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Media Coverage & Charitable Giving After the 2004 Tsunami

dc.contributor.authorBrown, Philipen_US
dc.contributor.authorMinty, Jessicaen_US
dc.date.accessioned2007-10-25T20:14:58Z
dc.date.available2007-10-25T20:14:58Z
dc.date.issued2006-12-01en_US
dc.identifier.otherRePEc:wdi:papers:2006-855en_US
dc.identifier.urihttps://hdl.handle.net/2027.42/57235en_US
dc.description.abstractMedia coverage of humanitarian crises is widely believed to influence charitable giving, yet this assertion has received little empirical scrutiny. Using Internet donations after the 2004 tsunami as a case study, we show that media coverage of disasters has a dramatic impact on donations to relief agencies, with an additional minute of nightly news coverage increasing donations by 0.036 standard deviations from the mean, or 13.2% of the average daily donation for the typical relief agency. Similarly, an additional 700-word story in the New York Times or Wall Street Journal raises donations by 18.2% of the daily average. These results are robust to controls for the timing of news coverage and tax considerations. We repeat the analysis using instrumental variables to account for endogeneity bias, and the estimates are unchanged. However, we also find that the effect of news coverage varies considerably by relief agency.en_US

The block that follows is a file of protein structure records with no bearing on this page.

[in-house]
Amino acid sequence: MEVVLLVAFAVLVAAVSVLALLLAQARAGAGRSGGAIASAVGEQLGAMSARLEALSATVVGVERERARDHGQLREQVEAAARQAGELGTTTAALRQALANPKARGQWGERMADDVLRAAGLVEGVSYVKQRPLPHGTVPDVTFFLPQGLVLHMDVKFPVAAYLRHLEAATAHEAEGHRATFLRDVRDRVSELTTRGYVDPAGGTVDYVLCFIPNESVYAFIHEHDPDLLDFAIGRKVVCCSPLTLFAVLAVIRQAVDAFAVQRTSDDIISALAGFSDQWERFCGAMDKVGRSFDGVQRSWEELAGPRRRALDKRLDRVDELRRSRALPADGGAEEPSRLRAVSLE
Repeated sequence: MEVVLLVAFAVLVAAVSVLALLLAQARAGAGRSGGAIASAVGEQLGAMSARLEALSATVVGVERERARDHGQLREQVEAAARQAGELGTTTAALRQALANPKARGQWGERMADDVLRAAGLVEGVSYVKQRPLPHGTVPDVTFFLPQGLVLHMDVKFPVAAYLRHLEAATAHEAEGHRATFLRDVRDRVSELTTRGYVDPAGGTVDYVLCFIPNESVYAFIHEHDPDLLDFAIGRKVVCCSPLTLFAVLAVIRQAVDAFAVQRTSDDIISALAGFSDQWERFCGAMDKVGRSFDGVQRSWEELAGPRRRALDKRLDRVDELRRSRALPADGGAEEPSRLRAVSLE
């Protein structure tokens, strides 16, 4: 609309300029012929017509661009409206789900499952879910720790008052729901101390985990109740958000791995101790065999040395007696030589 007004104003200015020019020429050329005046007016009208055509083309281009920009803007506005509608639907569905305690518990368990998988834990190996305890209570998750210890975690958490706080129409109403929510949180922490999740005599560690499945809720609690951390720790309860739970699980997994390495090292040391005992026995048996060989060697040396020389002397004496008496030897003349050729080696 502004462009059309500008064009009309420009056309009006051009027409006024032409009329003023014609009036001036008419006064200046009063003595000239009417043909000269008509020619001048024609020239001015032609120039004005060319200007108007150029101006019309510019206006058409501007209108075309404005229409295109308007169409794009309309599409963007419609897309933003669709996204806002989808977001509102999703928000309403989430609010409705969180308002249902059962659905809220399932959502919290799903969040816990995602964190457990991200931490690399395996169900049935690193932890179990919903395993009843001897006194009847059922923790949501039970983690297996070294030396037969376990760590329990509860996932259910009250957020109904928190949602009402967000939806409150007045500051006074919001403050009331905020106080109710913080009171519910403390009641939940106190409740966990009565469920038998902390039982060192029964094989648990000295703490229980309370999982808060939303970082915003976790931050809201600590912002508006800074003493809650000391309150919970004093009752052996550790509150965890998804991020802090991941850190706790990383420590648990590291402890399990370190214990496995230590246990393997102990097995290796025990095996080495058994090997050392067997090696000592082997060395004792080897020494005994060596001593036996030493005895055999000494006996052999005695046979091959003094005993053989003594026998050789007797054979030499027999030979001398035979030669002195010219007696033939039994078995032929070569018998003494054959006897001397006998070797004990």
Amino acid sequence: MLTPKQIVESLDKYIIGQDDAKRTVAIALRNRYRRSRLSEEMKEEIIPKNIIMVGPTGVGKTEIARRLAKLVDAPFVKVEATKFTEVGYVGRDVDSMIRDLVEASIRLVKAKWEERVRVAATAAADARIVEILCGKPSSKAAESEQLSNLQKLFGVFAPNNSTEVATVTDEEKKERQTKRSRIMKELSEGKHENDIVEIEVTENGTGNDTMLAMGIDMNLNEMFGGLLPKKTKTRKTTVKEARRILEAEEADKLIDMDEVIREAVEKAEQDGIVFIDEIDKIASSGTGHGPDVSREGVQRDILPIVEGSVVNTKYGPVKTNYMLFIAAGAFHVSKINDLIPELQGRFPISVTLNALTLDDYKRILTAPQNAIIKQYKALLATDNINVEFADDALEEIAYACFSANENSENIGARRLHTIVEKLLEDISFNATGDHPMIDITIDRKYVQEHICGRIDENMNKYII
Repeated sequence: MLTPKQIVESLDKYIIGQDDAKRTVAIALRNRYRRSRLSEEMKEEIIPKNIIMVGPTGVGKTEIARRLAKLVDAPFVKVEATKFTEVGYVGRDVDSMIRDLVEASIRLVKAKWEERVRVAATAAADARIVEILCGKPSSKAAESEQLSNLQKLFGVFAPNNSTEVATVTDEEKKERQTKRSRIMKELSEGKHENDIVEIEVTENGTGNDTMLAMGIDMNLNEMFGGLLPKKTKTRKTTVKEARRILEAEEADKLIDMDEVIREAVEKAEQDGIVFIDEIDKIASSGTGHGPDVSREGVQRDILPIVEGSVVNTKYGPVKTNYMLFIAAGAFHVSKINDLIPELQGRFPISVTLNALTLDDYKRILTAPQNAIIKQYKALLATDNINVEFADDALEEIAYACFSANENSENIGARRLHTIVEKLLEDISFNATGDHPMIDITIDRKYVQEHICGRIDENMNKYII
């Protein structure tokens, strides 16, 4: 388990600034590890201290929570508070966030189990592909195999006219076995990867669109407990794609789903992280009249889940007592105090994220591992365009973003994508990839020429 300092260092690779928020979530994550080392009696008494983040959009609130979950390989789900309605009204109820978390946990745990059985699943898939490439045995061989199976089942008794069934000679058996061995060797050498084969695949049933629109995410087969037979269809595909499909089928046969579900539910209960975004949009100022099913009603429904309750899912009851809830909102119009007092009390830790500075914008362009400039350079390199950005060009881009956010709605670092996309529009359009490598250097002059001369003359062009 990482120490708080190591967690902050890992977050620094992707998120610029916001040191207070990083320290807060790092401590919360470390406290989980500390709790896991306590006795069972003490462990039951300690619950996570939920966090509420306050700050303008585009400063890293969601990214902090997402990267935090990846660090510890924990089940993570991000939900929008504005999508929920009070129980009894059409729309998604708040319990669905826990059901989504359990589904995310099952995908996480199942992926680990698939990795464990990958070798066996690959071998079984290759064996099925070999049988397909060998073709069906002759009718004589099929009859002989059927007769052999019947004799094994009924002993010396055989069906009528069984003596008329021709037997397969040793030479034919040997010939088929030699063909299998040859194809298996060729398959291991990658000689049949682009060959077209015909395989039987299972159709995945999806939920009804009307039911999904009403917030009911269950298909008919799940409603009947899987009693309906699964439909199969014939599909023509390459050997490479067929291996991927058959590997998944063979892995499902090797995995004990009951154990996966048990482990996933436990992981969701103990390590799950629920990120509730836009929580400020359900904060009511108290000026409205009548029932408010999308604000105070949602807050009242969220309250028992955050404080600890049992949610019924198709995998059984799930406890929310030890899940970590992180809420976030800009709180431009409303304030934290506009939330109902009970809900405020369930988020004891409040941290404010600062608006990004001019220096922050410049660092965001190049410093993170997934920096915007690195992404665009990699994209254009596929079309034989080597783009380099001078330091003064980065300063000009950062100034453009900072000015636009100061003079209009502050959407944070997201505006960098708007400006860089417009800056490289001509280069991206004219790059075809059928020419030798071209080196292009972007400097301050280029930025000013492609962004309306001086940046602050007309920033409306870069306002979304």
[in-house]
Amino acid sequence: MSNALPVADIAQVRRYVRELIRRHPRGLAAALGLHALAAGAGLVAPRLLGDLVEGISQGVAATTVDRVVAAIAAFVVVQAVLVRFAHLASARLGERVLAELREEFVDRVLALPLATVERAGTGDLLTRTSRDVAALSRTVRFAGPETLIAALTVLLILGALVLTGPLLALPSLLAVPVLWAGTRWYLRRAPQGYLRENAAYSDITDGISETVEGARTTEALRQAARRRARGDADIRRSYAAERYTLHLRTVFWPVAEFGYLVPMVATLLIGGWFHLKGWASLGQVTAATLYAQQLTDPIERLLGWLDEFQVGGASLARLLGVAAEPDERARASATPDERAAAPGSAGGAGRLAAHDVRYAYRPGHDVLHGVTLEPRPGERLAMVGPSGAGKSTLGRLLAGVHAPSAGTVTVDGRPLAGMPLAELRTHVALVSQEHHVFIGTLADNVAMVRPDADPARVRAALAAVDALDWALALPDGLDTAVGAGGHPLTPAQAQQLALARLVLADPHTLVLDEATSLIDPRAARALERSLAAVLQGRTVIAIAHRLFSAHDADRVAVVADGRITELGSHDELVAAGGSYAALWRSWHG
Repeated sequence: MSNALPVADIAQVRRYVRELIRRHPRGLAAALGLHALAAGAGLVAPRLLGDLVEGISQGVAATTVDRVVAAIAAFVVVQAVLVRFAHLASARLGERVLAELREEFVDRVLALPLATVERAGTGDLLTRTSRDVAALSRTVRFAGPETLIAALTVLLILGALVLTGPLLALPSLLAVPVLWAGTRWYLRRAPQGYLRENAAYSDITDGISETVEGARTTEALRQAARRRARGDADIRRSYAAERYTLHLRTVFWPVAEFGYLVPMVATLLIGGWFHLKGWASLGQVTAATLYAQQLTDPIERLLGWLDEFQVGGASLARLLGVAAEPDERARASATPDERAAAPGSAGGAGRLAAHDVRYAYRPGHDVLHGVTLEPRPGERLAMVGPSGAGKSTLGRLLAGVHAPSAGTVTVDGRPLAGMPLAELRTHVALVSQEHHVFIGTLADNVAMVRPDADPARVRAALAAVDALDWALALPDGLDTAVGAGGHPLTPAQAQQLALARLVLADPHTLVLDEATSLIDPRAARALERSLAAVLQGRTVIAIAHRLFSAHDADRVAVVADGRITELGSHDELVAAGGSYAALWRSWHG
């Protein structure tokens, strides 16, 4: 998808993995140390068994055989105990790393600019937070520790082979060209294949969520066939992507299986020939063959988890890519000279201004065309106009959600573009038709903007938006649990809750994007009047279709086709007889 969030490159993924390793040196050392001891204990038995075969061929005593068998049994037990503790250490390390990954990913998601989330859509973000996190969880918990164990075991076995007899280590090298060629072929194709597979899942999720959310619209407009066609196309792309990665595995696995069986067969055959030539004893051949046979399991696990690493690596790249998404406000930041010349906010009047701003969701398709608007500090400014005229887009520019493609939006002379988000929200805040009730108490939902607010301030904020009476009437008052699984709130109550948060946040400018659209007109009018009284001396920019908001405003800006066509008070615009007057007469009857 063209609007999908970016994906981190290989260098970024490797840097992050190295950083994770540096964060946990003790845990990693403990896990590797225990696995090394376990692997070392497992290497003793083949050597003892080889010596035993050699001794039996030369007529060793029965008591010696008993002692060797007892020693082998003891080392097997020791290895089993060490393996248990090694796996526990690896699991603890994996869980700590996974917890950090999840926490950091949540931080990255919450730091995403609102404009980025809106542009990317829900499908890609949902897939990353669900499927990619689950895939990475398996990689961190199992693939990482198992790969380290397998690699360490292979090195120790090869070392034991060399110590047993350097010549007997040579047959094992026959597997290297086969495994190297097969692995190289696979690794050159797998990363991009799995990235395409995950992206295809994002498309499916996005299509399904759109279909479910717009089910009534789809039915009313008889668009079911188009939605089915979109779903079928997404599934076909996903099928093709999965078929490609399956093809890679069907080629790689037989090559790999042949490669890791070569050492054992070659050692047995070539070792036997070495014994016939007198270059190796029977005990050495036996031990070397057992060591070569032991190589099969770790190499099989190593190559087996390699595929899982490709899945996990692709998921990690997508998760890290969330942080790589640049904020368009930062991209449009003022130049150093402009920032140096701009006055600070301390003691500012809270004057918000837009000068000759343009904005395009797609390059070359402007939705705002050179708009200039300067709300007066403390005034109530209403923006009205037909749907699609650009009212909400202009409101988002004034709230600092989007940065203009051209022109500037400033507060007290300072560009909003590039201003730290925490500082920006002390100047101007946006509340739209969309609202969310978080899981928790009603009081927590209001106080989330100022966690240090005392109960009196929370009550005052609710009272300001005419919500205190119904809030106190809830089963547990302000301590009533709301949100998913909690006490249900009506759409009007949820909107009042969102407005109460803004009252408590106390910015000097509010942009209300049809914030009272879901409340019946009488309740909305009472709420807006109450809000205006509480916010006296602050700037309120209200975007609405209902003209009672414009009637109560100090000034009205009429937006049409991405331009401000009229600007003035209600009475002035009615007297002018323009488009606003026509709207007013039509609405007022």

dc.format.extent199570 bytes
dc.format.extent1802 bytes
dc.format.mimetypeapplication/pdf
dc.format.mimetypetext/plain
dc.relation.ispartofseries855en_US
dc.subjectCharitable Giving; Media; Disasters; Tsunami; Southeast Asiaen_US
dc.subject.otherO19, L31, L82en_US
dc.titleMedia Coverage & Charitable Giving After the 2004 Tsunamien_US
dc.typeWorking Paperen_US
dc.subject.hlbsecondlevelEconomicsen_US
dc.subject.hlbtoplevelBusinessen_US
dc.contributor.affiliationumWilliam Davidson Instituteen_US
dc.description.bitstreamurlhttp://deepblue.lib.umich.edu/bitstream/2027.42/57235/1/wp855 .pdfen_US
dc.owningcollnameWilliam Davidson Institute (WDI) - Working Papers


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